NEW YORK ( MainStreet) — Two greenhouses equipped to grow cannabis sit in Belvidere and Lincoln Park, New Jersey waiting for Governor Chris Christie to decriminalize and legalize the plant-based drug .

"There are currently three medical marijuana dispensaries but only one is operational," said Derek Peterson, co-owner of Terra Tech (TRTC) , a horticulture equipment and commercial agriculture company. "The medical marijuana program has been sabotaged by the Christie administration so we're waiting for the next governor."

Until then, Peterson is making good use of the facilities by growing non marijuana-related herbs and leafy greens like basil and mint.

"We sell to local grocery stores, but once marijuana is legalized in New Jersey, we plan on changing the seed and growing cannabis," said Peterson, who also owns a cannabis dispensary in Oakland.

Pot laws may change in the Garden State sooner rather than later now that Democratic Senator Nicholas Scutari from Union County, New Jersey is sponsoring legislation that will introduce legalizing and taxing marijuana .

"So far Senate President Stephen Sweeney has indicated his support for the measure but wants to learn from the successes and mistakes of states like Colorado and Washington," Peterson told MainStreet. "With the New Jersey legislature being as supportive as they are, the state could be among the first few Northeastern states once we have a new Governor in office."

Senator Scutari is holding a press conference Monday afternoon at the statehouse to discuss how the legislation would work.

"New Jersey will have a hard time passing up the tax revenue from the sale of legal cannabis as well as money saved from not having to prosecute people because of possession," said Darrin C. Duber-Smith, professor with Metropolitan State University in Denver. "There's a lot of savings in not putting people through the justice system of courts, prison and probation but it would require a change in New Jersey's current criminal code."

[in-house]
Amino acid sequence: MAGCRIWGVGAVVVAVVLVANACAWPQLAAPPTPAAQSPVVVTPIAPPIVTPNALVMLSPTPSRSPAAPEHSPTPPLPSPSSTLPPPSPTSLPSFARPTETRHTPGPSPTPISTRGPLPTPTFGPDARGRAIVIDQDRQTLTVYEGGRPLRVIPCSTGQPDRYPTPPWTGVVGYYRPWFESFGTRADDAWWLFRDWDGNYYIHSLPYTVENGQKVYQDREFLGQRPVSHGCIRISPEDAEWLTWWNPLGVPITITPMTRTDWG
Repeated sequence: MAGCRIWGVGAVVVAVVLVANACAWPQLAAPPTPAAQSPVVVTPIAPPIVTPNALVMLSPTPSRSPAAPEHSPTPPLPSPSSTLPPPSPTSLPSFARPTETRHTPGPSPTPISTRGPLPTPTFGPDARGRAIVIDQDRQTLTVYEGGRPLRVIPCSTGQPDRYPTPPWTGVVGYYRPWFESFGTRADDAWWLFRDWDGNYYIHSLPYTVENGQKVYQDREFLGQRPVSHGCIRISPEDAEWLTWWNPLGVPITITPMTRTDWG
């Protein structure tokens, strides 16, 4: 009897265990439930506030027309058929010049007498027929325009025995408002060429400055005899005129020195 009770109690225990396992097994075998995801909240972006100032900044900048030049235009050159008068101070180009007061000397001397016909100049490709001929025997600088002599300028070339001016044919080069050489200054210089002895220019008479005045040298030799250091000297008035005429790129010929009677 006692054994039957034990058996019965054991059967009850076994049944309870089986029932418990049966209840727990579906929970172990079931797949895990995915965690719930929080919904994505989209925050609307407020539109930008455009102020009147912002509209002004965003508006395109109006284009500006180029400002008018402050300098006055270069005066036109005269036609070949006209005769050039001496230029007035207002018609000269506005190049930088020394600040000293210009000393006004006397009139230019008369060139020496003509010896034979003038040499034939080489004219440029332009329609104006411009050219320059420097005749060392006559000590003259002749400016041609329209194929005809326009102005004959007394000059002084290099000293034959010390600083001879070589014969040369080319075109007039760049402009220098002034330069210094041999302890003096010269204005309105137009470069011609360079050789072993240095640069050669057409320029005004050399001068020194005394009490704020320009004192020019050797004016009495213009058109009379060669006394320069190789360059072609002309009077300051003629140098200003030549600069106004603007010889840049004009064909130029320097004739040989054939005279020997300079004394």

Governor Christie, a Republican, has reportedly said he won't sign legislation that legalizes marijuana possession.

"The first challenge is convincing Chris Christie that he should get out of the way of reform efforts and let New Jersey voters decide how to regulate cannabis," said Michael Chazukow, outreach director with National Organization for the Reform of Marijuana Laws in New Jersey.

For now, non-medical possession or use of cannabis fall under very strict laws.

"We have a medical marijuana program that is so restrictive it is failing to serve the needs of its patients," Chazukow told MainStreet. "There are medical marijuana refugees fleeing New Jersey for Colorado to get quality access to their medicine. Patients who aren't registered with the state risk arrest and being denied treatment if caught."

Scutari reportedly modeled his legalization legislation after the state of Colorado's law, which legalized recreational marijuana on January 1.